What Is The Best Treatment For Bad Breath?
Bad breath (Halitosis) can be treated in a number of ways depending on the cause of the problem.
There are many different causes of bad breath so diagnosing that first brings you one step closer to solving and treating it.
We will now go through some common causes of halitosis and how it is treated:
The most common cause of bad breath is poor oral hygiene, when food particles are left in the mouth for a long time bacteria and saliva work together to produce toxins that break down the food causing an unpleasant smell. Plaque can form round the teeth, tongue and gum as a result of poor oral hygiene and this sticky substance can trap food.
Flossing and brushing regularly will help stop plaque from forming and from food particles being left in your mouth. This will help stop bad breath, regular dental check-ups will also help as your dentist will be able to spot any areas of the mouth you are missing when brushing. Brushing your tongue is also important as bacteria can be left on the rough surface of it and this can cause odour to be released if left for a long time.
Food and drink that have strong smells and flavours such as garlic, onions, fish, certain spices, alcohol and coffee will all inevitably cause bad breath. Luckily these are temporary and can be avoided by simply not eating or drinking these types of food or drink. Sugary food and drinks can also increase the bacteria in your mouth that releases unpleasant smelling toxins.
Although these are sometimes unavoidable when you do consume strong smelling food and drink, rinsing with a mouthwash will help neutralise the odours, also chewing gum will help with any unpleasant smell. Brushing straight after eating is not advised as the PH in the mouth turns more acidic after eating which softens the enamel so brushing will have a detrimental effect on the enamel.
Smoking is another contributing factor to bad breath for a couple of reasons, it will make your mouth have an unpleasant ‘smoke ash’ odour, smoking also increases your risk of gum disease which in turn harbours bad bacteria in your mouth which releases foul smelling odours. Smoking also lessens your taste sensitivity so in turn you eat stronger tasting foods which as discussed previously creates bad breath.
Stopping smoking is the first and foremost route of prevention in this cause of bad breath, your GP can help you and so can your dentist in giving you smoking cessation advice. If you do smoke then chewing gum or rinsing with a mouth wash will help neutralise any foul smells of smoke, mouthwashes that contain chlorhexidine can stain the teeth so if you are a heavy smoker this method isn’t recommended as frequently.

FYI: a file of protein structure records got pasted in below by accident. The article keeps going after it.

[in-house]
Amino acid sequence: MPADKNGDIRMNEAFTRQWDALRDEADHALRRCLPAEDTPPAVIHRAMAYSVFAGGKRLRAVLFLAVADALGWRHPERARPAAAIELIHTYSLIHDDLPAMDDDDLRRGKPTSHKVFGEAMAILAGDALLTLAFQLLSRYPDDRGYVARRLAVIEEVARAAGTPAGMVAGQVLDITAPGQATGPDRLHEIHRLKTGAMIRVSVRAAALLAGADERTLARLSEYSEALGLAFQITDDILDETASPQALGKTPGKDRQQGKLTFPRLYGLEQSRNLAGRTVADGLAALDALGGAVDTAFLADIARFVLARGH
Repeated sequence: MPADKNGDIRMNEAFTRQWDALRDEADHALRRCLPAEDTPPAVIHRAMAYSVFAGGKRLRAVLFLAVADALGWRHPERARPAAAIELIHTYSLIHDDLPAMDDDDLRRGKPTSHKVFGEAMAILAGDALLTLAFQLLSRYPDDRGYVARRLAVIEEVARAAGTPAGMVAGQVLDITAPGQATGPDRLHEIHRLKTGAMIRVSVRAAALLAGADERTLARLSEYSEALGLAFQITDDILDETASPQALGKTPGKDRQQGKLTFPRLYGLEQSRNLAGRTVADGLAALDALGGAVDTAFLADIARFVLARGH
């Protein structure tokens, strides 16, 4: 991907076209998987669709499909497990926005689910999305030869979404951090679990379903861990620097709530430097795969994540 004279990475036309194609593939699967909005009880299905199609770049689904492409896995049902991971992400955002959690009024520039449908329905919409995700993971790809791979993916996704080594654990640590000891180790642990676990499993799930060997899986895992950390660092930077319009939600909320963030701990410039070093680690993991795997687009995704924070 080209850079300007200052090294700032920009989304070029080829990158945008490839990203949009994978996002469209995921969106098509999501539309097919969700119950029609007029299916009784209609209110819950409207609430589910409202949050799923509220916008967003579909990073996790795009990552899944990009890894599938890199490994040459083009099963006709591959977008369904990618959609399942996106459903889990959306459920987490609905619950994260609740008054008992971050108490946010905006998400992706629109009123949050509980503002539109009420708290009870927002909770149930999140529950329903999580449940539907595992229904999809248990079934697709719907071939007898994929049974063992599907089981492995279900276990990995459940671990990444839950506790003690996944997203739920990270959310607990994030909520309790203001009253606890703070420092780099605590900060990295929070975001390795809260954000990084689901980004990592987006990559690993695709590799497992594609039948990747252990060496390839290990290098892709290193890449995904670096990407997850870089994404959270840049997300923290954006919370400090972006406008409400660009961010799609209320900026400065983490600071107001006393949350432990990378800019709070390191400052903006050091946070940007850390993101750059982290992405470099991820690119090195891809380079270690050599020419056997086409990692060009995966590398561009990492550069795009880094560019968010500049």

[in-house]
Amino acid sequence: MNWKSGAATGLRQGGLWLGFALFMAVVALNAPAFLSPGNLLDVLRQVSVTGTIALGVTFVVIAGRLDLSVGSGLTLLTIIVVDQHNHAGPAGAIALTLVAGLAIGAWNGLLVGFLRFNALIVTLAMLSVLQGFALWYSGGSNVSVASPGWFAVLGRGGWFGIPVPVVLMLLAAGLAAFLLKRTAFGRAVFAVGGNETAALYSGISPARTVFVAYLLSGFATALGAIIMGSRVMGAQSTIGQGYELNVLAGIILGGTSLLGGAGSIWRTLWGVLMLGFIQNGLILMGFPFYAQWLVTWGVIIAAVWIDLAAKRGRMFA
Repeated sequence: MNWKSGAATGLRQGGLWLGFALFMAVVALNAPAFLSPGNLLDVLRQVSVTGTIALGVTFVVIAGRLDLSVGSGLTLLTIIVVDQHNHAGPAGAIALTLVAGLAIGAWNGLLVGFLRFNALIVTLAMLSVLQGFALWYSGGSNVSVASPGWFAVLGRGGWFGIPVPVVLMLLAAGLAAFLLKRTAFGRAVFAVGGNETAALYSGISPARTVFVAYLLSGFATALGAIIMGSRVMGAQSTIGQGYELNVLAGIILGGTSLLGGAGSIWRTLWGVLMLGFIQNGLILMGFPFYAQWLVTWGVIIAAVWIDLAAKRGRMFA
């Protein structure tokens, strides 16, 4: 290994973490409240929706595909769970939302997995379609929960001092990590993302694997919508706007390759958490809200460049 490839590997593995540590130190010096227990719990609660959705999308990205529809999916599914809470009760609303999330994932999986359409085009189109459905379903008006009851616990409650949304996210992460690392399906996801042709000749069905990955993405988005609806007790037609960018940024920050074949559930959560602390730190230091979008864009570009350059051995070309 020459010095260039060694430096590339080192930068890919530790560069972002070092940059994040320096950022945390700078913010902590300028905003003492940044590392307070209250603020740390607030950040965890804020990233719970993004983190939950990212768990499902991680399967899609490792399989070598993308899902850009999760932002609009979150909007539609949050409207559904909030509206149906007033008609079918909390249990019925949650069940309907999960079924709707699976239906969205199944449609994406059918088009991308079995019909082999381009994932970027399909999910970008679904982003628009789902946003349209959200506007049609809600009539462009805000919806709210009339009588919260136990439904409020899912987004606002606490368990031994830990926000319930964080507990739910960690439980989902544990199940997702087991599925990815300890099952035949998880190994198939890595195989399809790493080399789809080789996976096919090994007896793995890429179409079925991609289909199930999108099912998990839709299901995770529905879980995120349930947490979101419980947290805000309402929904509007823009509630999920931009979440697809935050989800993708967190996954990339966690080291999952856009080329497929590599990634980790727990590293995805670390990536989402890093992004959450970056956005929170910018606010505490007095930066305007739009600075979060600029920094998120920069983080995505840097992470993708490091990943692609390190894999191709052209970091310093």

Diets, whilst certain types of food can cause bad breath, not enough of certain foods, such as carbohydrates, can also be a problem to. When people crash diet or fast their body starts to break down stored fat, this produces a chemical called Ketone which releases an odour that can be smelt through the mouth.
Sticking to a healthy diet and lifestyle will eradicate this problem, eat a varied diet that contains all the essential food groups the body needs to function. Brushing and flossing regularly will also help.
Certain types of Medication can cause halitosis, these types are:·
- Medication for the treatment of angina, a condition that causes pain in the suffers chest due to a problem in the blood supply to the heart. The medication that is sometimes used to treat this condition that can cause the halitosis are called nitrates.
- Some chemotherapy medications.
- Tranquilizers also known as phenothiazine.
If you suffer from halitosis as a result of a medication you are prescribed then speak to your GP about an alternative, if there isn’t then best treatment in these cases would be to maintain a good oral hygiene or brushing and flossing regularly and chewing gum after meals when brushing immediately isn’t advised.
Some medical conditions can also be a contributing factor in bad breath. People that suffer from xerostomia (dry mouth), a condition that causes problems in the production of saliva, can lead to bacteria building up in the mouth thus causing bad breath. This can be diagnosed by your dentist and there are many mouthwashes created specifically for people with dry mouth to help prevent bad odours.
Gastrointestinal problems such as bacterial infection of the stomach or intestines and acid reflux have all been linked to bad breath. These would have to be diagnosed by you GP referring you to a specialist, again treatment is just to maintain a good oral hygiene to prevent the build-up of bacteria.
Other medical conditions linked to bad breath are bronchiectasis, bronchitis and sinusitis. These would have to be treated by your GP but brushing and flossing regularly will ensure bad breath is kept at a minimum. People who suffer from diabetes are at higher risk of having gum disease a cause of bad breath so people who have diabetes must be extra vigilant with their oral hygiene routine.
If you are worried you suffer from Halitosis then you can make an appointment with a dentist by calling 01923 254979, they will be able to help diagnose the cause of the problem and therefore help in treatment and prevention by giving you oral health advice.
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